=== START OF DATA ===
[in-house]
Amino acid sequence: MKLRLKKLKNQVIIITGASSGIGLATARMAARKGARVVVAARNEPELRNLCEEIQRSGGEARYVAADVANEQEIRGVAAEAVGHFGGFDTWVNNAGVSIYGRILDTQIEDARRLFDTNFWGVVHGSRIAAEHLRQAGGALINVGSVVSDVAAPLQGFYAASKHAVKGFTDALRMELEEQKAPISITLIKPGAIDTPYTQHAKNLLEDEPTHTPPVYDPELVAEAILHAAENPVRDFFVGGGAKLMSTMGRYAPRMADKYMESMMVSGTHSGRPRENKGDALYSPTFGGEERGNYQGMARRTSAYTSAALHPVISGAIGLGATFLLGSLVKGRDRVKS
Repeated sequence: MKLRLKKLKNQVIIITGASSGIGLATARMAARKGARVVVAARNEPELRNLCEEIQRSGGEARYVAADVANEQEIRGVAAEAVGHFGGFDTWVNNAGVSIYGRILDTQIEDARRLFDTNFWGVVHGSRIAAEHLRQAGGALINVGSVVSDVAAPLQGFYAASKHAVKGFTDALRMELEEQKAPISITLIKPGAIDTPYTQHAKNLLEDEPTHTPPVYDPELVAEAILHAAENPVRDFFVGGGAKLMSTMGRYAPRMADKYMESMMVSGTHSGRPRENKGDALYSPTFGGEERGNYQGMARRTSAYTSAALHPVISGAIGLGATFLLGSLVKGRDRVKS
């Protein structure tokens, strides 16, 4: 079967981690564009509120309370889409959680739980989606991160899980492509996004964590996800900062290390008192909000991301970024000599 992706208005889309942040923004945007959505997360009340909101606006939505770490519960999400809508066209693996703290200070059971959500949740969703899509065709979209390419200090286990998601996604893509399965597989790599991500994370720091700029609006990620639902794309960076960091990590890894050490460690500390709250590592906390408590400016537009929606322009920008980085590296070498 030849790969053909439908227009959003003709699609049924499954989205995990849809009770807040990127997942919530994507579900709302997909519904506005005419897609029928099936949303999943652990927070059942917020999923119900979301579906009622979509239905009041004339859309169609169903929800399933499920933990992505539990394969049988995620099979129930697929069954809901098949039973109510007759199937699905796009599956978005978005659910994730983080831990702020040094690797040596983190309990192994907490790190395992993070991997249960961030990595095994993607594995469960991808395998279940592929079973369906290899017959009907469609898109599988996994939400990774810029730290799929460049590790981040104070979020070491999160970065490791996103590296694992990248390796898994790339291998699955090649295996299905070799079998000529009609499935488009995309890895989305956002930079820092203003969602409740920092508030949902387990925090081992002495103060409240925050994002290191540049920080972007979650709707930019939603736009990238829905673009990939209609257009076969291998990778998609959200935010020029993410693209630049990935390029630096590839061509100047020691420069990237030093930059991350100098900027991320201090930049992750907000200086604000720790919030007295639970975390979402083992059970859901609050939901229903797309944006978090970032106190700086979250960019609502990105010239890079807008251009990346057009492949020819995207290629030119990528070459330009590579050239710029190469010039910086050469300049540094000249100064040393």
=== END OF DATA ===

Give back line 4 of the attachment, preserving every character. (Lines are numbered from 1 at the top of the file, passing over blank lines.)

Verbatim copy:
């Protein structure tokens, strides 16, 4: 079967981690564009509120309370889409959680739980989606991160899980492509996004964590996800900062290390008192909000991301970024000599 992706208005889309942040923004945007959505997360009340909101606006939505770490519960999400809508066209693996703290200070059971959500949740969703899509065709979209390419200090286990998601996604893509399965597989790599991500994370720091700029609006990620639902794309960076960091990590890894050490460690500390709250590592906390408590400016537009929606322009920008980085590296070498 030849790969053909439908227009959003003709699609049924499954989205995990849809009770807040990127997942919530994507579900709302997909519904506005005419897609029928099936949303999943652990927070059942917020999923119900979301579906009622979509239905009041004339859309169609169903929800399933499920933990992505539990394969049988995620099979129930697929069954809901098949039973109510007759199937699905796009599956978005978005659910994730983080831990702020040094690797040596983190309990192994907490790190395992993070991997249960961030990595095994993607594995469960991808395998279940592929079973369906290899017959009907469609898109599988996994939400990774810029730290799929460049590790981040104070979020070491999160970065490791996103590296694992990248390796898994790339291998699955090649295996299905070799079998000529009609499935488009995309890895989305956002930079820092203003969602409740920092508030949902387990925090081992002495103060409240925050994002290191540049920080972007979650709707930019939603736009990238829905673009990939209609257009076969291998990778998609959200935010020029993410693209630049990935390029630096590839061509100047020691420069990237030093930059991350100098900027991320201090930049992750907000200086604000720790919030007295639970975390979402083992059970859901609050939901229903797309944006978090970032106190700086979250960019609502990105010239890079807008251009990346057009492949020819995207290629030119990528070459330009590579050239710029190469010039910086050469300049540094000249100064040393």